City girl turned Country Girl said...

Wow again!! That is very interesting about your great great grandfather...Such a dynamic family history!!

Leah Fry said...

I envy all the photos and history you have. Both sides of my family were non photo takers, and tended to stick to themselves. Nobody got along with anybody else, so there were never large family gatherings. Unfortunately, it's carried over into my generation. Everybody gets along well enough, but we're not what you could call close.

Laura said...

Very cool indeed! 10,000 acres? Wow. Is 1,500 acres an average size for a ranch these days? (I'm from the land of 100 acre farms, so I have no idea). Is it all pastures,etc. and can you ride out on it? (Sorry 'bout the questions, lol)

BrownEyed Cowgirls said...

Leah-From my grandfather's generation this family has been at odds over this and that. Most of the differences came about over the split in heritage. Those that lived at white people had very little to do with those that chose to live on the reservation as Indians. It sounds a bit ridiculous by today's standards, but back then it was a very big deal. To this day, my part of the family has very little to do with the "native" part of the family. But you can be sure that if someone carries the last name-we are related-LOL.

Laura-1,500 acres is very small for this area. Basically a "hobby ranch". The ranch can support itself by us taking on cattle in the summer, but cannot support a family-which is why everyone works other jobs. There are ranches as big as 18,000 acres in this county, but the majority of the places are about 3,000 acres or so and then everyone leases Indian land for additional acreage. All the cropland here is dryland farming(no irrigation) and it just really depends on where your ranch is located as to whether you farm much or not.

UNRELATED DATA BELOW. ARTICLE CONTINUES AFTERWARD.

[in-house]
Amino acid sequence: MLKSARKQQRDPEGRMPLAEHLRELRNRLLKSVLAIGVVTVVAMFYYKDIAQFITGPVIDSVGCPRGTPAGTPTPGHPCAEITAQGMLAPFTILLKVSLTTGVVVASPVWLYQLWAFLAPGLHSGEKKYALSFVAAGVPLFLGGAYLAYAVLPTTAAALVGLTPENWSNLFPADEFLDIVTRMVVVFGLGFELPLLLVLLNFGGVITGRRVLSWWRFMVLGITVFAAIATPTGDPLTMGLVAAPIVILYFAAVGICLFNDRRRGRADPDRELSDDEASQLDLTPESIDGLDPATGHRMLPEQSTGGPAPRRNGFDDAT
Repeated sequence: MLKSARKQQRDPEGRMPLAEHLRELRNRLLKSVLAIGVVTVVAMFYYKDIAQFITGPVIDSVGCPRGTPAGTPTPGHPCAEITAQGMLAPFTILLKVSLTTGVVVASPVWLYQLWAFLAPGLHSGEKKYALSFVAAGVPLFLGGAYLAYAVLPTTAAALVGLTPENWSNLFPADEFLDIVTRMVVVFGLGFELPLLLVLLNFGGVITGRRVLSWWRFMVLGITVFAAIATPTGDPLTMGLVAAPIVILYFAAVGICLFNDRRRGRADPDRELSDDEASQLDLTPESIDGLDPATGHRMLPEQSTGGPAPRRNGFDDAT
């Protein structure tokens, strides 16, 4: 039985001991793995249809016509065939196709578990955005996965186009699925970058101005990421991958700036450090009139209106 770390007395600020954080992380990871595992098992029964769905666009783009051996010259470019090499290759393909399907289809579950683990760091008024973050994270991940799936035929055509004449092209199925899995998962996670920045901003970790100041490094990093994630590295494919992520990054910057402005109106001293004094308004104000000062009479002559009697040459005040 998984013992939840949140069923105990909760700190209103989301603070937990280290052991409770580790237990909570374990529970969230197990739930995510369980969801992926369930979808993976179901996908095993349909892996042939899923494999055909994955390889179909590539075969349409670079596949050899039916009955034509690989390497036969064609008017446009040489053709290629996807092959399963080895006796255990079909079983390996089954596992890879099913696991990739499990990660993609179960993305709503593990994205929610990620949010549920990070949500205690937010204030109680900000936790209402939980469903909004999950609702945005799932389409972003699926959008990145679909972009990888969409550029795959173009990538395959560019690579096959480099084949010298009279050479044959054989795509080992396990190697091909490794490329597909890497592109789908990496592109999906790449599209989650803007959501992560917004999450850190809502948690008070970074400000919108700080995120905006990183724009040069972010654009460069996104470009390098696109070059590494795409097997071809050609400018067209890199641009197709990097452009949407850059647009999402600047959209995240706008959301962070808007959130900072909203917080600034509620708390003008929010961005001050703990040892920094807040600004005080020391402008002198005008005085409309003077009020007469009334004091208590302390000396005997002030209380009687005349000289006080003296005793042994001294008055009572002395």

Laura said...

Interesting - I'm fascinated with acreage and other numbers like that these days...

Stephanie said...

Hmmm...you're great great grandfather definitely has a European look to him. If you hadn't said Scottish - I would've thought French.

But I can see the Scot in his eyebrow set...(ignore me I'm retarded I sometime just think I see those things)...

What a cool story about the prairie wolves!

Melanie said...

These are really neat and informative posts. Thanks for sharing your families heritage with us. :)
Your father and grandfather were very handsome men, and how neat is it that your grandmother (?) was a prairie wolf advocate????

My biological father's family came over from Ireland, but my mother's family heritage is more mixed up. My great-grandmother was American Indian (removed from her tribe and raised in one of the infamous "orphanages")and I always say that is why I am so fair skinned (the Irish side) yet I turn dark brown in the sun (the American Indian side). LOL!!!